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Melville Castle

A historical perspective, drawn from the Ordnance Gazetteer of Scotland: A Survey of Scottish Topography, Statistical, Biographical and Historical, edited by Francis H. Groome and originally published in parts by Thomas C. Jack, Grange Publishing Works, Edinburgh between 1882 and 1885.

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Melville Castle, the seat of Viscount Melville, in Lasswade parish, Edinburghshire, on the North Esk's left bank, 1 mile NNE of Lasswade village and 1¼ W by N of Eskbank station near Dalkeith. Built in 1786 from designs by John Playfair, it is a castellated three-story edifice of fair white stone, with round corner towers and two-story wings. The grounds are of great beauty. 'Melville's beechy grove' is celebrated in Sir Walter Scott's Grey Brother; and 11 of its beeches, 9 of its oaks, are described in Trans. Highl. and Ag. Soc. for 1881 as among the 'old and remarkable trees of Scotland.' Melville barony, originally called Male-ville, from Male, an Anglo-Norman baron, who was governor of Edinburgh Castle in the reign of Malcolm IV., remained in possession of his family till the time of Robert II., when it passed by marriage to Sir John Ross of Hawkhead. With his descendants, the Lords Ross, it continued till 1705; and, being afterwards purchased by David Rennie, it passed, by his daughter's marriage, to the eminent statesman Henry Dundas (1742-1811), who was created Viscount Melville in 1802. His grandson, Robert Dundas, fourth Viscount (b. 1803; suc. 1876), holds 1158 acres in Midlothian, valued at £3618 per annum.—Ord. Sur., sh. 32, 1857. See Lasswade, and John Small's Castles and Mansions of the Lothians (Edinb. 1883).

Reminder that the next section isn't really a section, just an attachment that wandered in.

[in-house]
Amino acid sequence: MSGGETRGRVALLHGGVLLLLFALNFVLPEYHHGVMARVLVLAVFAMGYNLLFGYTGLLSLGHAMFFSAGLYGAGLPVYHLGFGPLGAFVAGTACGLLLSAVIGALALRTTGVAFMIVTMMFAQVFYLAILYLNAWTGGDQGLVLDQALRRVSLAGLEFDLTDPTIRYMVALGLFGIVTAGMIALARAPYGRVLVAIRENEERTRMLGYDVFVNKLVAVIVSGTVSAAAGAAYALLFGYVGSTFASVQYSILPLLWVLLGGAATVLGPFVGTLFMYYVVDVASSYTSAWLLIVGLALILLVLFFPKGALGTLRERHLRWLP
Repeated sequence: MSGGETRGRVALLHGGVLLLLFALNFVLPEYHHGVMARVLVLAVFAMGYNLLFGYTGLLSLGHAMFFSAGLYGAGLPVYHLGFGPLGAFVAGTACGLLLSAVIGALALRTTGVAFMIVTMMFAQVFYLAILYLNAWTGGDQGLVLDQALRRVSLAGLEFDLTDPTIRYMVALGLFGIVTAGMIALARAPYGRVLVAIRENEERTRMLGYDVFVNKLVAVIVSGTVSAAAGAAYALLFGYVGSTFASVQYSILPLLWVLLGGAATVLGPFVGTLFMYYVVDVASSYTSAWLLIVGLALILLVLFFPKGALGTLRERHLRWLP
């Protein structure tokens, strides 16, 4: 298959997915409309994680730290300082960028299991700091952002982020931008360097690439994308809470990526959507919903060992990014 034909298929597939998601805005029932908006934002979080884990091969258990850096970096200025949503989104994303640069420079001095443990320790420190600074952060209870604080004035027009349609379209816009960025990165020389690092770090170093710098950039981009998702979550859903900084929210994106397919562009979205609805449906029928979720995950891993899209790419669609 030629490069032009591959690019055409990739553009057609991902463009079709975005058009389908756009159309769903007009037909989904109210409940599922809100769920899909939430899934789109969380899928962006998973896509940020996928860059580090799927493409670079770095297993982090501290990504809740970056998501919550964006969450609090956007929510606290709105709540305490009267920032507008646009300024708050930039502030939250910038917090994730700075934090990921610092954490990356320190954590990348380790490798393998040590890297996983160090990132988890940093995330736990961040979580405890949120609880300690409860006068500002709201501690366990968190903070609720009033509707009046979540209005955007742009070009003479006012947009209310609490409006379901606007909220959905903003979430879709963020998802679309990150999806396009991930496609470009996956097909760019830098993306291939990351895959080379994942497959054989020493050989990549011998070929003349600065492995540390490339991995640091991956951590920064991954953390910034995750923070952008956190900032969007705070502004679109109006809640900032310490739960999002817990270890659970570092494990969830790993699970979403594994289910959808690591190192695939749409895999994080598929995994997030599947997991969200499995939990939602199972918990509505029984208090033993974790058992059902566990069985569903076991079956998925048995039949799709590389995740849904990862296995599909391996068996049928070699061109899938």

An accompanying 19th C. Ordnance Survey map is available, or use the map tab to the right of this page.

Note: This text has been made available using a process of scanning and optical character recognition. Despite manual checking, some typographical errors may remain. Please remember this description dates from the 1880s; names may have changed, administrative divisions will certainly be different and there are known to be occasional errors of fact in the original text, which we have not corrected because we wish to maintain its integrity. This information is provided subject to our standard disclaimer

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